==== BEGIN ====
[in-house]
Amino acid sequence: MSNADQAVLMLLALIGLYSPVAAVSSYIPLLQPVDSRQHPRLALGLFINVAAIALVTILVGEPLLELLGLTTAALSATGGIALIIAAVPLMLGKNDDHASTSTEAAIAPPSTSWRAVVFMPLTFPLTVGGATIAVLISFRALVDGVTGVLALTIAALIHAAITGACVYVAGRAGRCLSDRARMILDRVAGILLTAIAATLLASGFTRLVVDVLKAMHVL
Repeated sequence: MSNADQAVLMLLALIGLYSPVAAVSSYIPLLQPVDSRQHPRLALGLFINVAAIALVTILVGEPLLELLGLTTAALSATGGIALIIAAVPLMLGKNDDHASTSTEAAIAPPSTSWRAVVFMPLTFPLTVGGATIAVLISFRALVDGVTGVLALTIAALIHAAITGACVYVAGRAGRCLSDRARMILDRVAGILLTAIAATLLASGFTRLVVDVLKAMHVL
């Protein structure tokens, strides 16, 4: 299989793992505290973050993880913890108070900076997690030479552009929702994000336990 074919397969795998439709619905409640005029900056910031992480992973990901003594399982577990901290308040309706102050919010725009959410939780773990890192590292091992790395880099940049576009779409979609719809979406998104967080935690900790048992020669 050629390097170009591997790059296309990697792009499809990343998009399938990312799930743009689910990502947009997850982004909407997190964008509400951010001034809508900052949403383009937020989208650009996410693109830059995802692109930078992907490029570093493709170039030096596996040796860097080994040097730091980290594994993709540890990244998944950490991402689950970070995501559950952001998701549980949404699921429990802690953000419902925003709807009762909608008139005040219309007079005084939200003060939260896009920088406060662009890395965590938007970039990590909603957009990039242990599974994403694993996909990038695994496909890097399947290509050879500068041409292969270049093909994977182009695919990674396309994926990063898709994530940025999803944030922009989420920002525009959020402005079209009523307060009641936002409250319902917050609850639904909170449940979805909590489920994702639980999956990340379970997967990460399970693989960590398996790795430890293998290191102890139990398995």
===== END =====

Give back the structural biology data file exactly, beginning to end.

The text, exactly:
[in-house]
Amino acid sequence: MSNADQAVLMLLALIGLYSPVAAVSSYIPLLQPVDSRQHPRLALGLFINVAAIALVTILVGEPLLELLGLTTAALSATGGIALIIAAVPLMLGKNDDHASTSTEAAIAPPSTSWRAVVFMPLTFPLTVGGATIAVLISFRALVDGVTGVLALTIAALIHAAITGACVYVAGRAGRCLSDRARMILDRVAGILLTAIAATLLASGFTRLVVDVLKAMHVL
Repeated sequence: MSNADQAVLMLLALIGLYSPVAAVSSYIPLLQPVDSRQHPRLALGLFINVAAIALVTILVGEPLLELLGLTTAALSATGGIALIIAAVPLMLGKNDDHASTSTEAAIAPPSTSWRAVVFMPLTFPLTVGGATIAVLISFRALVDGVTGVLALTIAALIHAAITGACVYVAGRAGRCLSDRARMILDRVAGILLTAIAATLLASGFTRLVVDVLKAMHVL
């Protein structure tokens, strides 16, 4: 299989793992505290973050993880913890108070900076997690030479552009929702994000336990 074919397969795998439709619905409640005029900056910031992480992973990901003594399982577990901290308040309706102050919010725009959410939780773990890192590292091992790395880099940049576009779409979609719809979406998104967080935690900790048992020669 050629390097170009591997790059296309990697792009499809990343998009399938990312799930743009689910990502947009997850982004909407997190964008509400951010001034809508900052949403383009937020989208650009996410693109830059995802692109930078992907490029570093493709170039030096596996040796860097080994040097730091980290594994993709540890990244998944950490991402689950970070995501559950952001998701549980949404699921429990802690953000419902925003709807009762909608008139005040219309007079005084939200003060939260896009920088406060662009890395965590938007970039990590909603957009990039242990599974994403694993996909990038695994496909890097399947290509050879500068041409292969270049093909994977182009695919990674396309994926990063898709994530940025999803944030922009989420920002525009959020402005079209009523307060009641936002409250319902917050609850639904909170449940979805909590489920994702639980999956990340379970997967990460399970693989960590398996790795430890293998290191102890139990398995």